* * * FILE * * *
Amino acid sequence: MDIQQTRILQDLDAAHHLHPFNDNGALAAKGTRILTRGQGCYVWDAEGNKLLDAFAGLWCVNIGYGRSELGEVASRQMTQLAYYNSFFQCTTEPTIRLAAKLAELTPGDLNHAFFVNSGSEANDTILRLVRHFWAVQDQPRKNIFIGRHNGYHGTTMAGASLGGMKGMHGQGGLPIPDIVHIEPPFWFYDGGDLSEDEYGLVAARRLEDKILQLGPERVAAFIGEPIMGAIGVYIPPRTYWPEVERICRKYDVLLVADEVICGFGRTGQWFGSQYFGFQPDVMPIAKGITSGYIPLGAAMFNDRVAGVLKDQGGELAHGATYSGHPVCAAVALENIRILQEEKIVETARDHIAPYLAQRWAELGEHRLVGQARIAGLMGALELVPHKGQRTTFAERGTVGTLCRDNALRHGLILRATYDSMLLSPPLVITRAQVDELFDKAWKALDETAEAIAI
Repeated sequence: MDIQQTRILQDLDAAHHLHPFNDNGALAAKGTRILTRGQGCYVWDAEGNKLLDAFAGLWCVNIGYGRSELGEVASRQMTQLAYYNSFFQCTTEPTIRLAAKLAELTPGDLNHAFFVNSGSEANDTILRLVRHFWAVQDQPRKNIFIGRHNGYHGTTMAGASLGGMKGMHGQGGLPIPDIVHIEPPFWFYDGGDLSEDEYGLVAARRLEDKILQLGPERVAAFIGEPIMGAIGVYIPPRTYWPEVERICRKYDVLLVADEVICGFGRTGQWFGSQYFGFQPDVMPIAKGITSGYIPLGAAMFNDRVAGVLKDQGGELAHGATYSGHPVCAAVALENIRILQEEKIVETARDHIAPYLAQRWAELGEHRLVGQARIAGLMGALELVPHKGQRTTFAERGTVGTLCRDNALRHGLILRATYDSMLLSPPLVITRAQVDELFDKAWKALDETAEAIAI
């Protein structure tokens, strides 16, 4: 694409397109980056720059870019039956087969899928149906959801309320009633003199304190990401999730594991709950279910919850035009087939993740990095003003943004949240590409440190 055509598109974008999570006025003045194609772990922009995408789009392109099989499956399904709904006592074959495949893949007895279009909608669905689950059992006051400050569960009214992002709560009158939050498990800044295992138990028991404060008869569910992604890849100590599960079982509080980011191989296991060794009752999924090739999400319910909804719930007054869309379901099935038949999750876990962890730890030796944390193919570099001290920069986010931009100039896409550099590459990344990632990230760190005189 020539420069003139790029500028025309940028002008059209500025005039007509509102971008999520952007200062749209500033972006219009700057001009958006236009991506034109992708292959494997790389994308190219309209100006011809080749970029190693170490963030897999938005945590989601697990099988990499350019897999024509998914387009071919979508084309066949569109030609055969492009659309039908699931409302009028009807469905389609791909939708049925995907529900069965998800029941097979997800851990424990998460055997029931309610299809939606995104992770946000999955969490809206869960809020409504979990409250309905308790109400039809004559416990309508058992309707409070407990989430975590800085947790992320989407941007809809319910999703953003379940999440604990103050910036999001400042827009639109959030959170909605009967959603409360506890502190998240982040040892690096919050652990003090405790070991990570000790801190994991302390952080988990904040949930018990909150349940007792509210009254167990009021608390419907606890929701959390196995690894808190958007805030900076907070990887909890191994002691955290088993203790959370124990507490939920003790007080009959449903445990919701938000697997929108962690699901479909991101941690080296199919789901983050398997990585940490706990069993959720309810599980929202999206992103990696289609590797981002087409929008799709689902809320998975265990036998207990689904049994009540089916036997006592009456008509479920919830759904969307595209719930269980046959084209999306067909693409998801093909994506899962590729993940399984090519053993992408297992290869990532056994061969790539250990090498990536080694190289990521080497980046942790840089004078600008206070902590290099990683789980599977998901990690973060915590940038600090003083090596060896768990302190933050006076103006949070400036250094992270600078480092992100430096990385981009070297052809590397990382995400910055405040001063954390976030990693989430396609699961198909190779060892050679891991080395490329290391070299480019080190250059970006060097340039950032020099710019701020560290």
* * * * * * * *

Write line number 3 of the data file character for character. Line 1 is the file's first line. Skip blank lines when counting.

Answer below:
């Protein structure tokens, strides 16, 4: 694409397109980056720059870019039956087969899928149906959801309320009633003199304190990401999730594991709950279910919850035009087939993740990095003003943004949240590409440190 055509598109974008999570006025003045194609772990922009995408789009392109099989499956399904709904006592074959495949893949007895279009909608669905689950059992006051400050569960009214992002709560009158939050498990800044295992138990028991404060008869569910992604890849100590599960079982509080980011191989296991060794009752999924090739999400319910909804719930007054869309379901099935038949999750876990962890730890030796944390193919570099001290920069986010931009100039896409550099590459990344990632990230760190005189 020539420069003139790029500028025309940028002008059209500025005039007509509102971008999520952007200062749209500033972006219009700057001009958006236009991506034109992708292959494997790389994308190219309209100006011809080749970029190693170490963030897999938005945590989601697990099988990499350019897999024509998914387009071919979508084309066949569109030609055969492009659309039908699931409302009028009807469905389609791909939708049925995907529900069965998800029941097979997800851990424990998460055997029931309610299809939606995104992770946000999955969490809206869960809020409504979990409250309905308790109400039809004559416990309508058992309707409070407990989430975590800085947790992320989407941007809809319910999703953003379940999440604990103050910036999001400042827009639109959030959170909605009967959603409360506890502190998240982040040892690096919050652990003090405790070991990570000790801190994991302390952080988990904040949930018990909150349940007792509210009254167990009021608390419907606890929701959390196995690894808190958007805030900076907070990887909890191994002691955290088993203790959370124990507490939920003790007080009959449903445990919701938000697997929108962690699901479909991101941690080296199919789901983050398997990585940490706990069993959720309810599980929202999206992103990696289609590797981002087409929008799709689902809320998975265990036998207990689904049994009540089916036997006592009456008509479920919830759904969307595209719930269980046959084209999306067909693409998801093909994506899962590729993940399984090519053993992408297992290869990532056994061969790539250990090498990536080694190289990521080497980046942790840089004078600008206070902590290099990683789980599977998901990690973060915590940038600090003083090596060896768990302190933050006076103006949070400036250094992270600078480092992100430096990385981009070297052809590397990382995400910055405040001063954390976030990693989430396609699961198909190779060892050679891991080395490329290391070299480019080190250059970006060097340039950032020099710019701020560290």